INDIANAPOLIS – The COVID-19 pandemic inflicted sustained pain and hardship on too many for too long. The effect on our economy, however, is mixed.

The shock to the economy occurred in March and April of 2020. In the United States, 24.7 million persons lost their jobs. Of these, 16.3 million (66%) were added to the numbers unemployed and 8.4 million left the labor force.

During this recovery, through November 2020, 16.9 million persons have found new jobs or returned to previous positions. The number unemployed declined by 12.2 million and 4.6 million have come back into the labor force. (Don’t fret about the rounding problem with the numbers.) This partial recovery leaves us 7.8 million shy of the February employment numbers, distributed as 4.0 million unemployed and 3.8 million out of the labor force.

The recovery since May 2020 saw consumers spending their dollars, and the dollars made available from the federal government, at retail places other than restaurants and bars. And spend they did.

The Census Bureau now provides monthly retail sales data for states. In September 2020, the nation’s retail stores (non-store retailers are excluded) recorded sales 7.9% above the same month in 2019. For Indiana, retail sales were up 8.7% (18th best among the states).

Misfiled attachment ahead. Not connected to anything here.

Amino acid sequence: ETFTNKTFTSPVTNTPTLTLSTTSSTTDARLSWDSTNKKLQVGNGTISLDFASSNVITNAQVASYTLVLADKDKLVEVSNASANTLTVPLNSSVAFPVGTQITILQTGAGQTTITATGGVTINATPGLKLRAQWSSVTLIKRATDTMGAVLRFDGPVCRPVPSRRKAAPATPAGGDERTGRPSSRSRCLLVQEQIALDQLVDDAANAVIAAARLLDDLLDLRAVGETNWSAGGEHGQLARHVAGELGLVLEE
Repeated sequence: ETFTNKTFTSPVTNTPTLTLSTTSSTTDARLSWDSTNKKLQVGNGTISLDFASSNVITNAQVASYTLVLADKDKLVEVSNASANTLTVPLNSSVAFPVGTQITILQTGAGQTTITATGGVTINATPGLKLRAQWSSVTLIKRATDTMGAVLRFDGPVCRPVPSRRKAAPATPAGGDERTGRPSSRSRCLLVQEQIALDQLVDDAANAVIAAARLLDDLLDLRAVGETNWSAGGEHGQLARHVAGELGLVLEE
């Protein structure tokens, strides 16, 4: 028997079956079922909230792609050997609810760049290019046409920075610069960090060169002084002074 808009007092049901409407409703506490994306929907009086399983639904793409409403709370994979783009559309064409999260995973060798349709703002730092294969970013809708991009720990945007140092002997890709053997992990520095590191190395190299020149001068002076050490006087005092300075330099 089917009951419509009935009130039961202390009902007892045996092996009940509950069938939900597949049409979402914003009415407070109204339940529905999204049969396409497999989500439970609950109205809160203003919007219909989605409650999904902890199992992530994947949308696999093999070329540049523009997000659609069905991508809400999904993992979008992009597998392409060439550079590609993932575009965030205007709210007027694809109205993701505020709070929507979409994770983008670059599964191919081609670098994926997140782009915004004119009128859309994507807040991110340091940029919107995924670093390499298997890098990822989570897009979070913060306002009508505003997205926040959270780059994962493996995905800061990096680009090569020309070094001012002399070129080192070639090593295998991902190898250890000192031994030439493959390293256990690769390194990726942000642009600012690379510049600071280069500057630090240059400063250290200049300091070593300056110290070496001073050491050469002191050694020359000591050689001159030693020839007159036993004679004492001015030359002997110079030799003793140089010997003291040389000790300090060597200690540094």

Despite these good retail sales, Indiana’s general retail sales tax collections have seen a feeble recovery. From April through October 2020, these revenues ran just 0.1% ahead of the same period in 2019. Other Indiana sales tax receipts reveal how consumers adjusted to changing conditions. Alcohol sales tax receipts, April through September, were up 22% from a year earlier. Tobacco sales taxes rose 4%. These contrast with Motor Fuel tax receipts, down by 13% as both gasoline prices and the number of miles driven declined.

To this stew of business data, the Census Bureau now adds a new collection of observations from “small” businesses (500 or fewer employees). The Bureau asked “Overall, how has this business been affected by the Coronavirus pandemic?” Hoosier firms were a bit less negative than those nationally. On a scale from +1 (large positive effect) to -1 (large negative effect), Indiana’s small businesses offered a value of -0.43 with the U.S. figure registered at -0.48. Both were on the positive side of a moderate negative rating, if you can figure out what that means.

Financial stress was scored as -0.30 and -0.31 (U.S. and IN) and operational challenges, including supply disruptions and working arrangements for employees, were scored similarly at -0.22 and -0.23, for the U.S. and Indiana, respectively.

How much longer will recovery take? Answers to this experimental census survey, for both the nation and Indiana, were in the range of four to five months. Data always trail events. Opinions and forecasts most frequently don’t match up with reality. In our complex world, there are many different realities. 
 
Mr. Marcus is an economist. Reach him at mortonjmarcus@yahoo.com. Follow his views and those of John Guy on “Who gets what?” wherever podcasts are available or at morto
njohn.libsyn.com.